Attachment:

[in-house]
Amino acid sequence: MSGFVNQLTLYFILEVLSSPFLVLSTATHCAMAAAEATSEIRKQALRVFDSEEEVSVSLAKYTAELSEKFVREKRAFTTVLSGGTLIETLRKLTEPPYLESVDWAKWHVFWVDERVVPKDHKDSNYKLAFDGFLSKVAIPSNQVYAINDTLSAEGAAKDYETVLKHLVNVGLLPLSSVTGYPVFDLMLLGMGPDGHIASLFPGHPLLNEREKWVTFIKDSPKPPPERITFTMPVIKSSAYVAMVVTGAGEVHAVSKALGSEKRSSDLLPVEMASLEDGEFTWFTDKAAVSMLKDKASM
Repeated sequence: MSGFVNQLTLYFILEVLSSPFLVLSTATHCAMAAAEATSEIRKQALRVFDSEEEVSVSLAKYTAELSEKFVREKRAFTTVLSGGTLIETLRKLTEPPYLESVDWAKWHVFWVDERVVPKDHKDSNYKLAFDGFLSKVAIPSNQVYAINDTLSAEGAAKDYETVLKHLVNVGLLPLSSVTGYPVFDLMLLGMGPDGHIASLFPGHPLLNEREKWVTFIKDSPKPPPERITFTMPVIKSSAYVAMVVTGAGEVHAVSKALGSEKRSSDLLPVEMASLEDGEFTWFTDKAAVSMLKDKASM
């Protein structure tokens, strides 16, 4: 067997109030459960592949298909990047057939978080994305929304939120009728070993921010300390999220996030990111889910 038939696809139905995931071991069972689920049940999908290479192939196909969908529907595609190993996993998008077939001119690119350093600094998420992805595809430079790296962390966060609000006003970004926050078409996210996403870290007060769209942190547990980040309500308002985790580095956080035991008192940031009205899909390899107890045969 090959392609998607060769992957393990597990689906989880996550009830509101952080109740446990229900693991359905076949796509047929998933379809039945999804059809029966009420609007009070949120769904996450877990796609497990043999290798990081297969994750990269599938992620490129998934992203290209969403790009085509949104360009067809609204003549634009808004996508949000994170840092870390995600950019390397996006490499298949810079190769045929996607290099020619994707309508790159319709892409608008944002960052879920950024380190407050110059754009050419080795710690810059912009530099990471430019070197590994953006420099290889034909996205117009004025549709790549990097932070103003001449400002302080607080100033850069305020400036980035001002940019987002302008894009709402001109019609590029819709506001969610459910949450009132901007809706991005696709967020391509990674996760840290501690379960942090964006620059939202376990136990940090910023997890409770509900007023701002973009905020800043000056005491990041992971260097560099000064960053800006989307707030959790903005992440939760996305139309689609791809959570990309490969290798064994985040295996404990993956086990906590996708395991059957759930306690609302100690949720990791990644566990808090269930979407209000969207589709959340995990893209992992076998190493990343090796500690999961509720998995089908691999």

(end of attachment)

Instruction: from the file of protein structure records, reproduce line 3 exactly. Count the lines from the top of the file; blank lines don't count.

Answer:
Repeated sequence: MSGFVNQLTLYFILEVLSSPFLVLSTATHCAMAAAEATSEIRKQALRVFDSEEEVSVSLAKYTAELSEKFVREKRAFTTVLSGGTLIETLRKLTEPPYLESVDWAKWHVFWVDERVVPKDHKDSNYKLAFDGFLSKVAIPSNQVYAINDTLSAEGAAKDYETVLKHLVNVGLLPLSSVTGYPVFDLMLLGMGPDGHIASLFPGHPLLNEREKWVTFIKDSPKPPPERITFTMPVIKSSAYVAMVVTGAGEVHAVSKALGSEKRSSDLLPVEMASLEDGEFTWFTDKAAVSMLKDKASM